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Kindle Fire to Challenge Apple iPad
According to third-party reports available online, the growing sales of the Amazon Kindle Fire potentially took away revenue from sales of anywhere between 1 and 2 million units of the iPad in the fourth quarter of 2011.
The comparison between Kindle Fire and iPad 2 may seems a little unjustified in technical aspects, as the latter’s technical features are way ahead, but when it comes to market statistics Amazon Kindle Fire is challenging Apple’s tablet.
Despite not having as many high-end features as the iPad 2, Kindle Fire has been Amazon’s best-selling product since its release on the US market on November 2011. Kindle Fire’s UK release date was rumored to be set for January 2012.
2011 bore witness to the explosion of the tablet market, with almost 70 million units sold, meaning the market more than doubled its volume of sales compared to 2010. Volume figures are expected to record a compound annual growth rate (CAGR) of 80.4% to reach almost 200 million devices in 2014.
Apple’s brand remains the most popular amongst tablet users, holding more than 83% of the global sales volume. As of December 2011 Apple had sold more than 40 million iPads. This continued domination seems to be mainly influenced by brand awareness and customer satisfaction with the product – some 74% of iPad owners say they are “very satisfied” with their devices.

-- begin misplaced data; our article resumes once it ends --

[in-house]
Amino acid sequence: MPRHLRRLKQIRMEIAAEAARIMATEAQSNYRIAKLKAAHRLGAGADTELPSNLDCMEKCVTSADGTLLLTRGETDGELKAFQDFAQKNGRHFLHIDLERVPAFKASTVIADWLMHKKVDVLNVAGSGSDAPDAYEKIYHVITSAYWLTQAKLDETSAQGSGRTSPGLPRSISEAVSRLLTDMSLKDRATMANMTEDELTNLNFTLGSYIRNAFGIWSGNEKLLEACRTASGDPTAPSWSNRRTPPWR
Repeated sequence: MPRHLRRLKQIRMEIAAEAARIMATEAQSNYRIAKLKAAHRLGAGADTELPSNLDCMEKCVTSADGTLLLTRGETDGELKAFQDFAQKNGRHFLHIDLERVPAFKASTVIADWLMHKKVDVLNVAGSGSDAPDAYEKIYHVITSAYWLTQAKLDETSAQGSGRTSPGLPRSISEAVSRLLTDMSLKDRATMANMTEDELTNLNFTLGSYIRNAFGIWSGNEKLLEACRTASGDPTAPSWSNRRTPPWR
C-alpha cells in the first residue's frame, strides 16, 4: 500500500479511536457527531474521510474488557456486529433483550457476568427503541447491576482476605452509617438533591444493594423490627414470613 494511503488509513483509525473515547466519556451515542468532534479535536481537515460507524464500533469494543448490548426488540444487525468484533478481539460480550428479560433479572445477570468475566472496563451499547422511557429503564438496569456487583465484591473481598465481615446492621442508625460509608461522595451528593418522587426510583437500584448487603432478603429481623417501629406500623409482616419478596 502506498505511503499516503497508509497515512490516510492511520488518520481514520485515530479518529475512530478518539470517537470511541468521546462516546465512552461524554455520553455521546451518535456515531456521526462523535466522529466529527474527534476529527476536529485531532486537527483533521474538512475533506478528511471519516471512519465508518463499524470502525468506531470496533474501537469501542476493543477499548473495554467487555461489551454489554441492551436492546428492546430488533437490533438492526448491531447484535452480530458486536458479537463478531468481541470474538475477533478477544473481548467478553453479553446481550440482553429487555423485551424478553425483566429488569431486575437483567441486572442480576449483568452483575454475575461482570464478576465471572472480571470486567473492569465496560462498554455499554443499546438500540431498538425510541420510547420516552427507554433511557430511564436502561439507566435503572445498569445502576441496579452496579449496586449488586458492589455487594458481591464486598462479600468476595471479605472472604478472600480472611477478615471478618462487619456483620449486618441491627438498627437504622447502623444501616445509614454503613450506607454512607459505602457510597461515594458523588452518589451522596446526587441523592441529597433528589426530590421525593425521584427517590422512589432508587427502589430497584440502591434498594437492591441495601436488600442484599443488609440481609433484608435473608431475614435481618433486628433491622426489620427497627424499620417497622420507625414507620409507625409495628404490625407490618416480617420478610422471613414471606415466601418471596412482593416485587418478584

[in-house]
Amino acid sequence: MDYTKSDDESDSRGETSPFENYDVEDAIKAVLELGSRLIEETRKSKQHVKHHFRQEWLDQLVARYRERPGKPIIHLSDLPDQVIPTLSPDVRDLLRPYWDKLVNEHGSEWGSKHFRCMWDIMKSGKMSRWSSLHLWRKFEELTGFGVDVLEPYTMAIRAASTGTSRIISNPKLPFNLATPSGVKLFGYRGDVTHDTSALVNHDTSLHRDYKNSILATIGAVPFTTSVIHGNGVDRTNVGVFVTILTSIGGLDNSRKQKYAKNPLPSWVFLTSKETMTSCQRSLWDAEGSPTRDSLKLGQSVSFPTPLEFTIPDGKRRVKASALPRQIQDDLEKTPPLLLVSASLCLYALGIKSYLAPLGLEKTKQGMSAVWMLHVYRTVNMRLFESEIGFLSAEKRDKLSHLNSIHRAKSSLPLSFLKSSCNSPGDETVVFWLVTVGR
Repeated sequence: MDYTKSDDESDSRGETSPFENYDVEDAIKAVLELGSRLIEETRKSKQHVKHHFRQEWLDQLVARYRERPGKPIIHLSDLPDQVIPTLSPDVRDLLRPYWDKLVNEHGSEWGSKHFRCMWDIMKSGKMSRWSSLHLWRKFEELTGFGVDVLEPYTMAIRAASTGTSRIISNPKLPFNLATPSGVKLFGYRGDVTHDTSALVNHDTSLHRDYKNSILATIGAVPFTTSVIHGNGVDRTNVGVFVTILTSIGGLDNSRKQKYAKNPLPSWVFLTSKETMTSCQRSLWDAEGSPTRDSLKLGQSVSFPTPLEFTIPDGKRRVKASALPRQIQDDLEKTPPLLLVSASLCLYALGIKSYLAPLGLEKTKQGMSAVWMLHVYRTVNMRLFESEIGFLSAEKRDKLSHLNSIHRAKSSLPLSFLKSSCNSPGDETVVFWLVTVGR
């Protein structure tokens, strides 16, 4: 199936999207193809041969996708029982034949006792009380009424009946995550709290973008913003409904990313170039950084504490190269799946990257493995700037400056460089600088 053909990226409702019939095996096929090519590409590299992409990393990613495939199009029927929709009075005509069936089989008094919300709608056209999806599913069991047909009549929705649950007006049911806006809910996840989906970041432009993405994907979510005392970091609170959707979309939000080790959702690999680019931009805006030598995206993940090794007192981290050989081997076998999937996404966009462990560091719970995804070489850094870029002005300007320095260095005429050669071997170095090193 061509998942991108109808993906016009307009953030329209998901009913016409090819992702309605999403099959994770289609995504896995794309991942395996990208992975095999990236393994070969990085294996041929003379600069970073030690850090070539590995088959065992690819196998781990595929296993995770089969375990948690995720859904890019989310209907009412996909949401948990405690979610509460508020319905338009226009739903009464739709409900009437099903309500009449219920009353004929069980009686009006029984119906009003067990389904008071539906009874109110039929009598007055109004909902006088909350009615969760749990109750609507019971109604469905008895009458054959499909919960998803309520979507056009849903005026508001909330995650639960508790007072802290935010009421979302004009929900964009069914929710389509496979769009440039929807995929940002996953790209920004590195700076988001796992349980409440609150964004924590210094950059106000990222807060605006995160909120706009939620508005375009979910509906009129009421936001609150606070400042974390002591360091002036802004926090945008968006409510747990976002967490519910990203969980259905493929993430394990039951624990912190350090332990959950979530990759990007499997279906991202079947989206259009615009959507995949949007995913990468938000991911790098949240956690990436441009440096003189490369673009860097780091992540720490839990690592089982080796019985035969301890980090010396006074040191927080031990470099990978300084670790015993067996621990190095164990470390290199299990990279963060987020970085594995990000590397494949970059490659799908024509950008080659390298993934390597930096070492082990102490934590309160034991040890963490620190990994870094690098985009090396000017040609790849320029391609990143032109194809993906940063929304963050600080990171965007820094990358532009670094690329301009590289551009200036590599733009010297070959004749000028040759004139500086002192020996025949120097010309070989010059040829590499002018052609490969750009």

With one in five planned tablet buyers (22%) indicating they will purchase the Kindle Fire, multimedia-capable tablets are no longer the exclusive province of Apple. For the first time since the original iPad was launched, it faces direct competition from a second-tier tablet manufacturer, with Amazon claiming 20,000 Kindle Fire pre-orders a day. Additionally, according to estimates from RBC Capital, Fire could be making the e-commerce giant a cumulative lifetime operating income per unit of $136 in content sales.
Despite the fact they offer some similar applications, Apple’s iPad 2 and Amazon’s Kindle Fire devices are designed for different purposes. While Kindle Fire is primarily designed by Amazon to deliver Amazon content such as books, movies, and magazines to its users, the iPad is a full tablet PC. As the two are not fully substitutive, the purchasing decision comes down to price, size, mobile needs and photo/video capabilities.
The future will most likely see more tablets from Amazon, as the company tries to gain a greater share of the low end of the tablet market by focusing on product development. Amazon is believed to be developing 8.9-inch and 10-inch tablets, in addition to the 7-inch Kindle Fire.
Find this interesting. You may also like Amazon Case Study: Kindle Fire to Challenge Apple iPad or our top level reports on Amazon & Apple